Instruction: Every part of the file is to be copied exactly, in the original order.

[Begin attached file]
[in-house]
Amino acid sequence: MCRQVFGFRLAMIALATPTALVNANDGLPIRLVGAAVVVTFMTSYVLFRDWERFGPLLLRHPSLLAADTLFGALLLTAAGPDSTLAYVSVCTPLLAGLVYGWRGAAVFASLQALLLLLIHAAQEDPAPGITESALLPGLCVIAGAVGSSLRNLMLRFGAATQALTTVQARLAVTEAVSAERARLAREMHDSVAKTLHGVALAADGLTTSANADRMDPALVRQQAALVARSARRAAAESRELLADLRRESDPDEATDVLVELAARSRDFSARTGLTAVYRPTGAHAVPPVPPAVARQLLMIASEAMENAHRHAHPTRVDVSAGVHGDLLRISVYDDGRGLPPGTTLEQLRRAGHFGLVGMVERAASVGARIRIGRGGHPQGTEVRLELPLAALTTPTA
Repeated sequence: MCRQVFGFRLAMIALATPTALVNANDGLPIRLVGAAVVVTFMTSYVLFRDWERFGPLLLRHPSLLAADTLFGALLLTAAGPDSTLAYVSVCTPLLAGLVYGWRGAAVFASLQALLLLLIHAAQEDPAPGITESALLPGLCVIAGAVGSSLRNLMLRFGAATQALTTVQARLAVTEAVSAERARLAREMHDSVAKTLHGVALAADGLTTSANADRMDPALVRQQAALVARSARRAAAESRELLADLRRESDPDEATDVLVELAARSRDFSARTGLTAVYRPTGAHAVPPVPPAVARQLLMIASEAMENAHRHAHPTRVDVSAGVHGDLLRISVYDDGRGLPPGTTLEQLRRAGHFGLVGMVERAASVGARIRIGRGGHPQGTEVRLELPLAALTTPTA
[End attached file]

[in-house]
Amino acid sequence: MCRQVFGFRLAMIALATPTALVNANDGLPIRLVGAAVVVTFMTSYVLFRDWERFGPLLLRHPSLLAADTLFGALLLTAAGPDSTLAYVSVCTPLLAGLVYGWRGAAVFASLQALLLLLIHAAQEDPAPGITESALLPGLCVIAGAVGSSLRNLMLRFGAATQALTTVQARLAVTEAVSAERARLAREMHDSVAKTLHGVALAADGLTTSANADRMDPALVRQQAALVARSARRAAAESRELLADLRRESDPDEATDVLVELAARSRDFSARTGLTAVYRPTGAHAVPPVPPAVARQLLMIASEAMENAHRHAHPTRVDVSAGVHGDLLRISVYDDGRGLPPGTTLEQLRRAGHFGLVGMVERAASVGARIRIGRGGHPQGTEVRLELPLAALTTPTA
Repeated sequence: MCRQVFGFRLAMIALATPTALVNANDGLPIRLVGAAVVVTFMTSYVLFRDWERFGPLLLRHPSLLAADTLFGALLLTAAGPDSTLAYVSVCTPLLAGLVYGWRGAAVFASLQALLLLLIHAAQEDPAPGITESALLPGLCVIAGAVGSSLRNLMLRFGAATQALTTVQARLAVTEAVSAERARLAREMHDSVAKTLHGVALAADGLTTSANADRMDPALVRQQAALVARSARRAAAESRELLADLRRESDPDEATDVLVELAARSRDFSARTGLTAVYRPTGAHAVPPVPPAVARQLLMIASEAMENAHRHAHPTRVDVSAGVHGDLLRISVYDDGRGLPPGTTLEQLRRAGHFGLVGMVERAASVGARIRIGRGGHPQGTEVRLELPLAALTTPTA